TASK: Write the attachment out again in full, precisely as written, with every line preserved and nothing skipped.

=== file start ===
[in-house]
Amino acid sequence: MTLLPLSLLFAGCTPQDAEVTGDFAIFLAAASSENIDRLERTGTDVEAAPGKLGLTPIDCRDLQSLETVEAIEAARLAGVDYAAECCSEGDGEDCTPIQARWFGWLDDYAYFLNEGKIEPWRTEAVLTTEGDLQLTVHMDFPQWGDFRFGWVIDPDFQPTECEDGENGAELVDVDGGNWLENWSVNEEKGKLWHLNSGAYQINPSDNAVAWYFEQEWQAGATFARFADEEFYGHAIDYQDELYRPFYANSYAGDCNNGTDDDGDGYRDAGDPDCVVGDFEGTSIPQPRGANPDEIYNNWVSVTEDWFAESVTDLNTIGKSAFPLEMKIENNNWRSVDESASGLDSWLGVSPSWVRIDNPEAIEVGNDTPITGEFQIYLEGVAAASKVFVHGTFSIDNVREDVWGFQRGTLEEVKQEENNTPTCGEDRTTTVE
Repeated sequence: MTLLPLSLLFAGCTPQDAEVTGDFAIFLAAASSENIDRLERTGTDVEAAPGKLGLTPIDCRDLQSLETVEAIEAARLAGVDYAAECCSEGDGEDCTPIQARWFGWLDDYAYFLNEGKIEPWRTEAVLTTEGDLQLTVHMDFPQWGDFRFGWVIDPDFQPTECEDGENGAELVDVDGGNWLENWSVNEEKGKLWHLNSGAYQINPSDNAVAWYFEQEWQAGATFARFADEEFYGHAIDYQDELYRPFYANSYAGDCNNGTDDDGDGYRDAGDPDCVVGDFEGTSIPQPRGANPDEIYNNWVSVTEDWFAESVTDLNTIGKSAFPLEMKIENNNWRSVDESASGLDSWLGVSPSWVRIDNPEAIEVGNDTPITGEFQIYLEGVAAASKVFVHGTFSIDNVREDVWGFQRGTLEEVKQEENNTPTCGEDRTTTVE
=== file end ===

[in-house]
Amino acid sequence: MTLLPLSLLFAGCTPQDAEVTGDFAIFLAAASSENIDRLERTGTDVEAAPGKLGLTPIDCRDLQSLETVEAIEAARLAGVDYAAECCSEGDGEDCTPIQARWFGWLDDYAYFLNEGKIEPWRTEAVLTTEGDLQLTVHMDFPQWGDFRFGWVIDPDFQPTECEDGENGAELVDVDGGNWLENWSVNEEKGKLWHLNSGAYQINPSDNAVAWYFEQEWQAGATFARFADEEFYGHAIDYQDELYRPFYANSYAGDCNNGTDDDGDGYRDAGDPDCVVGDFEGTSIPQPRGANPDEIYNNWVSVTEDWFAESVTDLNTIGKSAFPLEMKIENNNWRSVDESASGLDSWLGVSPSWVRIDNPEAIEVGNDTPITGEFQIYLEGVAAASKVFVHGTFSIDNVREDVWGFQRGTLEEVKQEENNTPTCGEDRTTTVE
Repeated sequence: MTLLPLSLLFAGCTPQDAEVTGDFAIFLAAASSENIDRLERTGTDVEAAPGKLGLTPIDCRDLQSLETVEAIEAARLAGVDYAAECCSEGDGEDCTPIQARWFGWLDDYAYFLNEGKIEPWRTEAVLTTEGDLQLTVHMDFPQWGDFRFGWVIDPDFQPTECEDGENGAELVDVDGGNWLENWSVNEEKGKLWHLNSGAYQINPSDNAVAWYFEQEWQAGATFARFADEEFYGHAIDYQDELYRPFYANSYAGDCNNGTDDDGDGYRDAGDPDCVVGDFEGTSIPQPRGANPDEIYNNWVSVTEDWFAESVTDLNTIGKSAFPLEMKIENNNWRSVDESASGLDSWLGVSPSWVRIDNPEAIEVGNDTPITGEFQIYLEGVAAASKVFVHGTFSIDNVREDVWGFQRGTLEEVKQEENNTPTCGEDRTTTVE